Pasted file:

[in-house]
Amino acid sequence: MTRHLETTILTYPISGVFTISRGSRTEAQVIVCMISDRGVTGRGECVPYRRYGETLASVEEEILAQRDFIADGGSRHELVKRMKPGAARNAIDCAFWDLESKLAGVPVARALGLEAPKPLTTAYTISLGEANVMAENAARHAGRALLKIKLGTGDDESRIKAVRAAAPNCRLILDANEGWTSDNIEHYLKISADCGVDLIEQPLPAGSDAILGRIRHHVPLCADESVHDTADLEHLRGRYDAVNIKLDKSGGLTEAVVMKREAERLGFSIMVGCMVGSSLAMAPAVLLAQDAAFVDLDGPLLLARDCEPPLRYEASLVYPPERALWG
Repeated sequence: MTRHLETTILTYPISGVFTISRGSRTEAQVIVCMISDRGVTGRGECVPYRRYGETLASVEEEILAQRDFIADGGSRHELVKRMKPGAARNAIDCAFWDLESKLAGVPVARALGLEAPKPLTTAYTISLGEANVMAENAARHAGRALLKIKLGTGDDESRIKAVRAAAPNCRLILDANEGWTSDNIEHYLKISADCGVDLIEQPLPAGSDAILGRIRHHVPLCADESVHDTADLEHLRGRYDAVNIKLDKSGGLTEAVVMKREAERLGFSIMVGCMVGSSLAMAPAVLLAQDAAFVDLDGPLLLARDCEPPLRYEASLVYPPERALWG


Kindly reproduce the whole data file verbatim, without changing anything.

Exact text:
[in-house]
Amino acid sequence: MTRHLETTILTYPISGVFTISRGSRTEAQVIVCMISDRGVTGRGECVPYRRYGETLASVEEEILAQRDFIADGGSRHELVKRMKPGAARNAIDCAFWDLESKLAGVPVARALGLEAPKPLTTAYTISLGEANVMAENAARHAGRALLKIKLGTGDDESRIKAVRAAAPNCRLILDANEGWTSDNIEHYLKISADCGVDLIEQPLPAGSDAILGRIRHHVPLCADESVHDTADLEHLRGRYDAVNIKLDKSGGLTEAVVMKREAERLGFSIMVGCMVGSSLAMAPAVLLAQDAAFVDLDGPLLLARDCEPPLRYEASLVYPPERALWG
Repeated sequence: MTRHLETTILTYPISGVFTISRGSRTEAQVIVCMISDRGVTGRGECVPYRRYGETLASVEEEILAQRDFIADGGSRHELVKRMKPGAARNAIDCAFWDLESKLAGVPVARALGLEAPKPLTTAYTISLGEANVMAENAARHAGRALLKIKLGTGDDESRIKAVRAAAPNCRLILDANEGWTSDNIEHYLKISADCGVDLIEQPLPAGSDAILGRIRHHVPLCADESVHDTADLEHLRGRYDAVNIKLDKSGGLTEAVVMKREAERLGFSIMVGCMVGSSLAMAPAVLLAQDAAFVDLDGPLLLARDCEPPLRYEASLVYPPERALWG